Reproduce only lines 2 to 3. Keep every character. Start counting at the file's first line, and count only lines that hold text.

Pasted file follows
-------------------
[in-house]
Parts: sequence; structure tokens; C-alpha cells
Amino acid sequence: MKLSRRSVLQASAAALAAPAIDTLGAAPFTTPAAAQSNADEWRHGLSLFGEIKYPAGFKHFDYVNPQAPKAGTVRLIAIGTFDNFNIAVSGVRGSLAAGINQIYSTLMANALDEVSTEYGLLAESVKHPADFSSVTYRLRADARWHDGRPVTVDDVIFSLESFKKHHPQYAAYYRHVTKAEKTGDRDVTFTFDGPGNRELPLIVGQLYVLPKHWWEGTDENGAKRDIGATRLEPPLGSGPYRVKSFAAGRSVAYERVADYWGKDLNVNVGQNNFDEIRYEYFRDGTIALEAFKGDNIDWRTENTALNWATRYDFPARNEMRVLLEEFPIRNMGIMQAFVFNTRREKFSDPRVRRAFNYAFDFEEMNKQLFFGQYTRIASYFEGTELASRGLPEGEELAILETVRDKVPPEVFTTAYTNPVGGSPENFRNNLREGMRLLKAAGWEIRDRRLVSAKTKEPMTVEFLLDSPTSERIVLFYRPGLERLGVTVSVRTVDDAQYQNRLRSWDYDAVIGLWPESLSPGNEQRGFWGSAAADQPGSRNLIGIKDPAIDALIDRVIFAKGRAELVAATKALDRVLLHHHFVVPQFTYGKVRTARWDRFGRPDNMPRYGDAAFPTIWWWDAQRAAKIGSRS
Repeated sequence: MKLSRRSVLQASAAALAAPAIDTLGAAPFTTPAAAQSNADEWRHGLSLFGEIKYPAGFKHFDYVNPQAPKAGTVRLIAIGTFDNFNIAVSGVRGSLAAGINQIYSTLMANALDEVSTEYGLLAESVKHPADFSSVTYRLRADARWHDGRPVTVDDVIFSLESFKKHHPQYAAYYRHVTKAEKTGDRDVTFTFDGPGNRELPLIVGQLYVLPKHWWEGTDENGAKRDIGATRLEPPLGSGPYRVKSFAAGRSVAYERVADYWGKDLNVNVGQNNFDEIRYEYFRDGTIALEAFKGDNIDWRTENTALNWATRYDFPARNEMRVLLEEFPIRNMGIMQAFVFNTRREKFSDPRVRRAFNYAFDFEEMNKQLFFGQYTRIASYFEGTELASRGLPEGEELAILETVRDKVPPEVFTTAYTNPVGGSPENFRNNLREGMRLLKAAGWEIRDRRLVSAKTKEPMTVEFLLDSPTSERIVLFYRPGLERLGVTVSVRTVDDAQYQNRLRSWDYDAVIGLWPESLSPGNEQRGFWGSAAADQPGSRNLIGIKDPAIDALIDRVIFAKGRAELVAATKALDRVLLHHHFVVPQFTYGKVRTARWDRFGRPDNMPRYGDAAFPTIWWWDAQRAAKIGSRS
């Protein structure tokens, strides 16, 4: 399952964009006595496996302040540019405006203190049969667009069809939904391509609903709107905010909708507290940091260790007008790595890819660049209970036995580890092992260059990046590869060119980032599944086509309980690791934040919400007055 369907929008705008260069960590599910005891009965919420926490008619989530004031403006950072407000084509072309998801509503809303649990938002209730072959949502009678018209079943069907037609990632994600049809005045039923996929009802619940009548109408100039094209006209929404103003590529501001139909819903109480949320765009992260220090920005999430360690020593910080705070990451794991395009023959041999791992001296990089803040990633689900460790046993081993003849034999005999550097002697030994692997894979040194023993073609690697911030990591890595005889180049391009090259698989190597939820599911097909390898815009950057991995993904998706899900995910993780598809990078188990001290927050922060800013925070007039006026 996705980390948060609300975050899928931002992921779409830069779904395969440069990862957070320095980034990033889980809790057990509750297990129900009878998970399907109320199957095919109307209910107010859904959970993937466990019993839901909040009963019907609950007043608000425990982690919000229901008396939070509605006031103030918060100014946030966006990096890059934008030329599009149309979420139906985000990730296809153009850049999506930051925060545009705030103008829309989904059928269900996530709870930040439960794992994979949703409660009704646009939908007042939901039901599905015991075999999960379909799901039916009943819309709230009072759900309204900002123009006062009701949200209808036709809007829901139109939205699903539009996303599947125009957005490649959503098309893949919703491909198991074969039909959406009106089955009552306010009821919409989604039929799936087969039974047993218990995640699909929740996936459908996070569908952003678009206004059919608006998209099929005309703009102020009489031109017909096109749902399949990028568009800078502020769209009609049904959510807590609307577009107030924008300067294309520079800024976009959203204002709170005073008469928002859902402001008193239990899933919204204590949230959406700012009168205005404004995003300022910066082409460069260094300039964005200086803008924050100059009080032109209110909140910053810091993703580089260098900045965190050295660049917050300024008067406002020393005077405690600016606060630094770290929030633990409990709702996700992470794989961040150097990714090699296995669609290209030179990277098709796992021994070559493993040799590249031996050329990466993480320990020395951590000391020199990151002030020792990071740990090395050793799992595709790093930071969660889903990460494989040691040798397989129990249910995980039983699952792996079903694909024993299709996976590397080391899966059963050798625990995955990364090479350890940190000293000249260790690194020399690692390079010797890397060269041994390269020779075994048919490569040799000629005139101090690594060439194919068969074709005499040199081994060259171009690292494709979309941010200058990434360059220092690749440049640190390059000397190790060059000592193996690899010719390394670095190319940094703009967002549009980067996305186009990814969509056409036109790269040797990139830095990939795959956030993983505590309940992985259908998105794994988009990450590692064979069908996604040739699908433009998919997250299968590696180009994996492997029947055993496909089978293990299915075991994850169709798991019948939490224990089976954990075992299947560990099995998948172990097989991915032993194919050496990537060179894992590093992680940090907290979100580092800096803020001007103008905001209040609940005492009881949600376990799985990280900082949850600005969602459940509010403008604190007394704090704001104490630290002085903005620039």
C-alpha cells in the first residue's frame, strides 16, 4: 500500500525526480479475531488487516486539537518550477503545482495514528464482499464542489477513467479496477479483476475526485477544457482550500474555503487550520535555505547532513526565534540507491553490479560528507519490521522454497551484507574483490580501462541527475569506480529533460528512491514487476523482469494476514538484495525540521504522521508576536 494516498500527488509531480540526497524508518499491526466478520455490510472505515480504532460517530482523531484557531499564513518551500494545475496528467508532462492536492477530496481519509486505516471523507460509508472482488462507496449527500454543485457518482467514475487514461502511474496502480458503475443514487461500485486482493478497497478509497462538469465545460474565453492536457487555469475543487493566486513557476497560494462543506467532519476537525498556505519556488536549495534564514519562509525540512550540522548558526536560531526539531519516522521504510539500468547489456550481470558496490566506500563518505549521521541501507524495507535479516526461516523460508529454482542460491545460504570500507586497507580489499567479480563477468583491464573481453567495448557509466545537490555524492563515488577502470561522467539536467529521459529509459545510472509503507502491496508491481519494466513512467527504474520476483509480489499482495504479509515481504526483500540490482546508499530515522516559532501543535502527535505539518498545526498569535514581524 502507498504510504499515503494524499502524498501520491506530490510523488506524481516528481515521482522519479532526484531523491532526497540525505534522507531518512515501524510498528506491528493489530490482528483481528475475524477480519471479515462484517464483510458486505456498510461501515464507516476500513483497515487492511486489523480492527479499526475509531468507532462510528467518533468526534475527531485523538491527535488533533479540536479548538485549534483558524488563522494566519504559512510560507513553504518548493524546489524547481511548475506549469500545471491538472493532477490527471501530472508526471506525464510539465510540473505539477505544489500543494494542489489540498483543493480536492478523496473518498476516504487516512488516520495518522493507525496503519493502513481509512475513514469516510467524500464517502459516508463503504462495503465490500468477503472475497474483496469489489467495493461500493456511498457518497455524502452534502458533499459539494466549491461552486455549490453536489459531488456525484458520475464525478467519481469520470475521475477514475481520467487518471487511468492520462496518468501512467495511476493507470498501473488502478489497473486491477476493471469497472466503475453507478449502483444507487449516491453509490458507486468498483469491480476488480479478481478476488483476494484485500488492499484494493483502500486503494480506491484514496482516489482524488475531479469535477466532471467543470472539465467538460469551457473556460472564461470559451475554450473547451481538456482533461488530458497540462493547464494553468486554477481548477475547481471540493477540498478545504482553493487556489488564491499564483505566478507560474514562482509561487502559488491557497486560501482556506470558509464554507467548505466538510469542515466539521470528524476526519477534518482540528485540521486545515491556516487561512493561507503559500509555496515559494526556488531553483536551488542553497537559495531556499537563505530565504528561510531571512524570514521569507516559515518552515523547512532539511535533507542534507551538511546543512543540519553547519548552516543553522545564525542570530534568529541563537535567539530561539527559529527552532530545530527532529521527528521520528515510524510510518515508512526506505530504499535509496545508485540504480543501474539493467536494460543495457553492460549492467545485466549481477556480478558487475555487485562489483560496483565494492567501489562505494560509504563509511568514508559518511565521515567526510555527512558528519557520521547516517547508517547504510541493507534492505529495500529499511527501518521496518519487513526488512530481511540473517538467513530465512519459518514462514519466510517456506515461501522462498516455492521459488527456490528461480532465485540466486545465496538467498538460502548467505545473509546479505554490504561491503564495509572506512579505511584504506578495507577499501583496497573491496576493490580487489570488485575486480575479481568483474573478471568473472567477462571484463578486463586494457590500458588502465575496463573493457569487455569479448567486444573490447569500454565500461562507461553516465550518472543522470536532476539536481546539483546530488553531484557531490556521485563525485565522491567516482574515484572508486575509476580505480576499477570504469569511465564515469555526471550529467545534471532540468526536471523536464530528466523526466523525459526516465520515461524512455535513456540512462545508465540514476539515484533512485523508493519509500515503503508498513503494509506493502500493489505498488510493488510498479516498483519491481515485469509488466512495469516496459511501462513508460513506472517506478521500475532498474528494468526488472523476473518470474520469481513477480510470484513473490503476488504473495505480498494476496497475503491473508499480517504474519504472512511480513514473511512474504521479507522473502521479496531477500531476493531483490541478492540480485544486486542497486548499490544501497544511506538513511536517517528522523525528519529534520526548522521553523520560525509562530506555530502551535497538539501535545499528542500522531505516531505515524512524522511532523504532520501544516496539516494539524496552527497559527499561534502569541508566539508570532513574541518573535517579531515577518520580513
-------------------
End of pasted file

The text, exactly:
Parts: sequence; structure tokens; C-alpha cells
Amino acid sequence: MKLSRRSVLQASAAALAAPAIDTLGAAPFTTPAAAQSNADEWRHGLSLFGEIKYPAGFKHFDYVNPQAPKAGTVRLIAIGTFDNFNIAVSGVRGSLAAGINQIYSTLMANALDEVSTEYGLLAESVKHPADFSSVTYRLRADARWHDGRPVTVDDVIFSLESFKKHHPQYAAYYRHVTKAEKTGDRDVTFTFDGPGNRELPLIVGQLYVLPKHWWEGTDENGAKRDIGATRLEPPLGSGPYRVKSFAAGRSVAYERVADYWGKDLNVNVGQNNFDEIRYEYFRDGTIALEAFKGDNIDWRTENTALNWATRYDFPARNEMRVLLEEFPIRNMGIMQAFVFNTRREKFSDPRVRRAFNYAFDFEEMNKQLFFGQYTRIASYFEGTELASRGLPEGEELAILETVRDKVPPEVFTTAYTNPVGGSPENFRNNLREGMRLLKAAGWEIRDRRLVSAKTKEPMTVEFLLDSPTSERIVLFYRPGLERLGVTVSVRTVDDAQYQNRLRSWDYDAVIGLWPESLSPGNEQRGFWGSAAADQPGSRNLIGIKDPAIDALIDRVIFAKGRAELVAATKALDRVLLHHHFVVPQFTYGKVRTARWDRFGRPDNMPRYGDAAFPTIWWWDAQRAAKIGSRS